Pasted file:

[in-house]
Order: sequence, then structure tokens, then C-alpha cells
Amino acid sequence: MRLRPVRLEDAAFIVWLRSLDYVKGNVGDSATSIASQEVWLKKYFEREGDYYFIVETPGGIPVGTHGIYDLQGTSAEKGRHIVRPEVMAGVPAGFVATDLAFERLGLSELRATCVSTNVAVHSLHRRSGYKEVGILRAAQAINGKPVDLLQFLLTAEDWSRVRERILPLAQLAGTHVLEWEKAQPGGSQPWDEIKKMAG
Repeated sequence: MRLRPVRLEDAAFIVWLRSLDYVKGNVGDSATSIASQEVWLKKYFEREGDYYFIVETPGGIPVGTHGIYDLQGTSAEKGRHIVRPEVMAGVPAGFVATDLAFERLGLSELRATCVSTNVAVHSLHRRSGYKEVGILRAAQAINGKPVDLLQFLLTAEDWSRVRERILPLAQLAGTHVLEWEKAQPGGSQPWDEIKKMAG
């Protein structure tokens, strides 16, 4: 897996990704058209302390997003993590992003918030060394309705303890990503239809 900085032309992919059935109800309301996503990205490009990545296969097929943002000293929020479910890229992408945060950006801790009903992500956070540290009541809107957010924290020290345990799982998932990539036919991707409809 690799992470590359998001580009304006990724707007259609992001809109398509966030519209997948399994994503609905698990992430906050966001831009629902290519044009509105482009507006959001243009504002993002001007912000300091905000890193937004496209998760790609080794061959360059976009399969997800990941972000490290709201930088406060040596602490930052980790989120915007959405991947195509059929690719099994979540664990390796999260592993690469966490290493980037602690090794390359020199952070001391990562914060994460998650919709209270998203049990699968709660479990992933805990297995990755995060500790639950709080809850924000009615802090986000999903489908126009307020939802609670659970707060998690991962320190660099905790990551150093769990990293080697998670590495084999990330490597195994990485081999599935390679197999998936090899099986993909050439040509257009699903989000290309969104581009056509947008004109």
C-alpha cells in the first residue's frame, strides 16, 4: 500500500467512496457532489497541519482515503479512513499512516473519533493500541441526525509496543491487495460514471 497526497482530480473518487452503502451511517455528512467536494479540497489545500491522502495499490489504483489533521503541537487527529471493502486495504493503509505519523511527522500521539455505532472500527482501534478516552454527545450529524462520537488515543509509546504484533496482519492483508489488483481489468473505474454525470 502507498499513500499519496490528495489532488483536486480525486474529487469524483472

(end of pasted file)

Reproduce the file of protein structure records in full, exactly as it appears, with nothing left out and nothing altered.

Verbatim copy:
[in-house]
Order: sequence, then structure tokens, then C-alpha cells
Amino acid sequence: MRLRPVRLEDAAFIVWLRSLDYVKGNVGDSATSIASQEVWLKKYFEREGDYYFIVETPGGIPVGTHGIYDLQGTSAEKGRHIVRPEVMAGVPAGFVATDLAFERLGLSELRATCVSTNVAVHSLHRRSGYKEVGILRAAQAINGKPVDLLQFLLTAEDWSRVRERILPLAQLAGTHVLEWEKAQPGGSQPWDEIKKMAG
Repeated sequence: MRLRPVRLEDAAFIVWLRSLDYVKGNVGDSATSIASQEVWLKKYFEREGDYYFIVETPGGIPVGTHGIYDLQGTSAEKGRHIVRPEVMAGVPAGFVATDLAFERLGLSELRATCVSTNVAVHSLHRRSGYKEVGILRAAQAINGKPVDLLQFLLTAEDWSRVRERILPLAQLAGTHVLEWEKAQPGGSQPWDEIKKMAG
């Protein structure tokens, strides 16, 4: 897996990704058209302390997003993590992003918030060394309705303890990503239809 900085032309992919059935109800309301996503990205490009990545296969097929943002000293929020479910890229992408945060950006801790009903992500956070540290009541809107957010924290020290345990799982998932990539036919991707409809 690799992470590359998001580009304006990724707007259609992001809109398509966030519209997948399994994503609905698990992430906050966001831009629902290519044009509105482009507006959001243009504002993002001007912000300091905000890193937004496209998760790609080794061959360059976009399969997800990941972000490290709201930088406060040596602490930052980790989120915007959405991947195509059929690719099994979540664990390796999260592993690469966490290493980037602690090794390359020199952070001391990562914060994460998650919709209270998203049990699968709660479990992933805990297995990755995060500790639950709080809850924000009615802090986000999903489908126009307020939802609670659970707060998690991962320190660099905790990551150093769990990293080697998670590495084999990330490597195994990485081999599935390679197999998936090899099986993909050439040509257009699903989000290309969104581009056509947008004109």
C-alpha cells in the first residue's frame, strides 16, 4: 500500500467512496457532489497541519482515503479512513499512516473519533493500541441526525509496543491487495460514471 497526497482530480473518487452503502451511517455528512467536494479540497489545500491522502495499490489504483489533521503541537487527529471493502486495504493503509505519523511527522500521539455505532472500527482501534478516552454527545450529524462520537488515543509509546504484533496482519492483508489488483481489468473505474454525470 502507498499513500499519496490528495489532488483536486480525486474529487469524483472